By the time we left the house, at 11h, I was bouncing off the walls, so I was super excited to start sightseeing! For our very first day in New Orleans, we decided to just walk around the French Quarter a bit. We just have to go down Ursulines St and in about a quarter of an hour we run into Bourbon St and Royal St in the Lower French Quarter (the Eastern side). Then we could follow them west towards the Upper French Quarter.
Even though they run side by side in parallel, Bourbon and Royal are quite different. Bourbon St is the rowdier, drunker street, all bars and clubs and liquor stores. Royal St is much more pleasant to me, with clothing or handcraft stores to go along with the inevitable souvenir shops and bars.
Walking down these streets was everything I expected and then some. There are hundreds of those beautiful houses with metalwork balconies all over the quarter: some are exquisitely conserved and adorned with flowers, while others just one block away are in complete disrepair with the balconies full of broken bicycles and other junk.
In a talk he gave about Treme in Paris, at Shakespeare & Co., David Simon said that in New Orleans you can hear music being played at any time as you walk by. I understood what he meant, but I didn’t expect it to be literally true at noon on a Sunday; and yet, as we walked down to Jackson Square by the time you stop hearing a street performer you begin to hear the next one, and then you turn a corner and there’s a jazz quartet on the balcony of a restaurant.
Jackson Square itself is less about the music and more about painters, caricature artists, tarot readers and also just plain weirdos exhibiting their craft to passersby. It features the St. Louis cathedral, dating from the 18th century (old for American standards) and the beautiful Pontalba buildings. Several historic sites here that we’ll have to come back to. It’s also right next to the Mississippi river, so we took the chance to sit there for a spell and rest.
Next we walked up to the French Market, the food section of which was smaller than we thought, and we’re not huge fans of flea markets so we peaced out and went to lunch at Fiorella’s nearby. I had a giant roast beef po’boy, which is a sub sandwich (a rose is a rose is a rose). Our guidebook described it as “messy”, and indeed between the sauce and all the pickles and mushrooms and everything else I nearly had to shower after eating it. But it was delicious!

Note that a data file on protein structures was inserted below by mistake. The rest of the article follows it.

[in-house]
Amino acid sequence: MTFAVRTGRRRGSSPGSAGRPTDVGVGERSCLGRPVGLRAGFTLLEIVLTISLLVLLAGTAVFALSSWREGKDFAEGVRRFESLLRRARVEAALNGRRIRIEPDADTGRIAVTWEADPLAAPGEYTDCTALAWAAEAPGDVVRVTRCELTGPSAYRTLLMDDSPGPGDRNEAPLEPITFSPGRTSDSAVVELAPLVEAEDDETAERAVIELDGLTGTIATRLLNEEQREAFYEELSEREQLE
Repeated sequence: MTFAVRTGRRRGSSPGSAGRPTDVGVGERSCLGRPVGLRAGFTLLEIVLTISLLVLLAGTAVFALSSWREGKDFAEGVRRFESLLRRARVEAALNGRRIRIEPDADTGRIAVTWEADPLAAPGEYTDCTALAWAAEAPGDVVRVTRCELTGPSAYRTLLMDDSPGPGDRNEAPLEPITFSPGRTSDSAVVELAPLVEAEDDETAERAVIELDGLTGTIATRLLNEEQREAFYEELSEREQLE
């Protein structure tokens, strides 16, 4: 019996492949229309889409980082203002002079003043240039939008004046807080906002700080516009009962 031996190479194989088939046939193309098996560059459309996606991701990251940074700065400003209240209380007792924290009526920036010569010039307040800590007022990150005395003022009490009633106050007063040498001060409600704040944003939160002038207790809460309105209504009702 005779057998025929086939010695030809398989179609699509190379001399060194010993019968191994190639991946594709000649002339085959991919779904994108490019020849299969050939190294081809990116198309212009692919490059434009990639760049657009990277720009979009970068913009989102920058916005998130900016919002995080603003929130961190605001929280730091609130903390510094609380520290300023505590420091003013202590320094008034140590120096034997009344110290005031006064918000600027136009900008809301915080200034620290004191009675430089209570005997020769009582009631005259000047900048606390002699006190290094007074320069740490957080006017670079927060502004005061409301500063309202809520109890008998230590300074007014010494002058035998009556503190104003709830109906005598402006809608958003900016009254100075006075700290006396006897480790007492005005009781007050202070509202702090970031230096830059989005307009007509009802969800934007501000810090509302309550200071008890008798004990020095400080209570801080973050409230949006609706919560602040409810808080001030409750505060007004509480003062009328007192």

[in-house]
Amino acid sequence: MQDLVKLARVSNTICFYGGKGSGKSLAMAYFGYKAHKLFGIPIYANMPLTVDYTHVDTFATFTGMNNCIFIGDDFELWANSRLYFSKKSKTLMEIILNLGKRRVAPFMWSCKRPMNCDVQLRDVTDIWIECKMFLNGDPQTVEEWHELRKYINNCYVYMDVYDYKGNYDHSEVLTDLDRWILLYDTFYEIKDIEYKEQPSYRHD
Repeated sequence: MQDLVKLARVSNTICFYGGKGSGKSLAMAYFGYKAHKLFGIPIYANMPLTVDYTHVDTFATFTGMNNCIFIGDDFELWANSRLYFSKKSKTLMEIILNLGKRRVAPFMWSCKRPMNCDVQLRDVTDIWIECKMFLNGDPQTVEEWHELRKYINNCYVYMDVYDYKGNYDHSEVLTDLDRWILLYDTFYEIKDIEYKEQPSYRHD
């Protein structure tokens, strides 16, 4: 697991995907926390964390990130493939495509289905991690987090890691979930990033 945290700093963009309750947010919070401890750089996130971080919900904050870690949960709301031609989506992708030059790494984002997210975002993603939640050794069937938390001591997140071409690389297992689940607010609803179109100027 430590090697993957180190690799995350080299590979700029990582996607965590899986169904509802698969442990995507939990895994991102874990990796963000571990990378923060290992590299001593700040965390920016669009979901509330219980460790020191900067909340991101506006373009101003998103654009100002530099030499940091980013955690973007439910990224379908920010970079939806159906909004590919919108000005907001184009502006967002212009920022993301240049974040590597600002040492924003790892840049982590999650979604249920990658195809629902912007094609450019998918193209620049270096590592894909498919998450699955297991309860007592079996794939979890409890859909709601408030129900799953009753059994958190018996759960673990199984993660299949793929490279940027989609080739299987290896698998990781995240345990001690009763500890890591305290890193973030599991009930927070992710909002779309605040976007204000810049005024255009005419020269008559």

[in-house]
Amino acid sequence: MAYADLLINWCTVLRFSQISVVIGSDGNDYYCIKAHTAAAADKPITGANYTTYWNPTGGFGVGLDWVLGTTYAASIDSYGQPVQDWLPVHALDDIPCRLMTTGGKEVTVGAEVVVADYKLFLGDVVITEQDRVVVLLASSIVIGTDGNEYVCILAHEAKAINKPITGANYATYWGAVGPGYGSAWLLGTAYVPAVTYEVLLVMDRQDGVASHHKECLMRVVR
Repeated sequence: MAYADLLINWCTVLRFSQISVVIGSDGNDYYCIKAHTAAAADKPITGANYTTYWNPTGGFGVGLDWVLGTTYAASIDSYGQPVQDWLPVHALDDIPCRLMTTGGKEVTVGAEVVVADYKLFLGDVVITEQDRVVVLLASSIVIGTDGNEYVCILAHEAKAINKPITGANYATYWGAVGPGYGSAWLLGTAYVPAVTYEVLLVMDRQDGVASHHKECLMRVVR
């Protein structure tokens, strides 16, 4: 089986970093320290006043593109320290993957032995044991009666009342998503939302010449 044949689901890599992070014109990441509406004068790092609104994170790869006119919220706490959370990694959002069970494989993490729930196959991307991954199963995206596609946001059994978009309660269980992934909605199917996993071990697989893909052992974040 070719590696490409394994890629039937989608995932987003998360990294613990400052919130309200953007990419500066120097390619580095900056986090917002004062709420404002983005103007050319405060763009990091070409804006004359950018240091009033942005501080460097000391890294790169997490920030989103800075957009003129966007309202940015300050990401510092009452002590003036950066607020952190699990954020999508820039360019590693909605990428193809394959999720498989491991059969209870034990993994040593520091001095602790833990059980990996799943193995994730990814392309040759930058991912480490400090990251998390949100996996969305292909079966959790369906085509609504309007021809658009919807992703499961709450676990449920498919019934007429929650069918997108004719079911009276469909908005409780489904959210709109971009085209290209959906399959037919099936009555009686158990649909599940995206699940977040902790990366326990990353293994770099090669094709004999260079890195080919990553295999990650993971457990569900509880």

After lunch, we were just at the right time and the right place to board the Mississippi cruise on the Natchez steamboat. To my amazement, it’s an actual steamboat -I had assumed the paddle was just there for our amusement, but it’s apparently a 1925 steam engine built into a more recent boat.
The tour takes two full hours and goes downriver, towards the Gulf, and then back. It was very enjoyable because the weather was nice, we could sit on the deck in the shade, and there was stuff to do like visit the engine room or listen to a jazz band, but as for the actual river there’s absolutely NOTHING to see there. It’s all just one awful industrial sight after another. After a whole day walking it’s always great to sit down, but at $30 a ticket it’s a bit pricey as far as cooldown activities go!
After the boat, we took a short walk around the Upper French Quarter, failed to get into the Historic New Orleans Collection -closed early on Sundays!- and, on the way back to our rented house, stopped to buy some groceries at a store while a woman sang the blues to a rapt audience right outside. One of the advantages of renting instead of staying at a hotel is getting to dine in when you don’t feel like being out until late!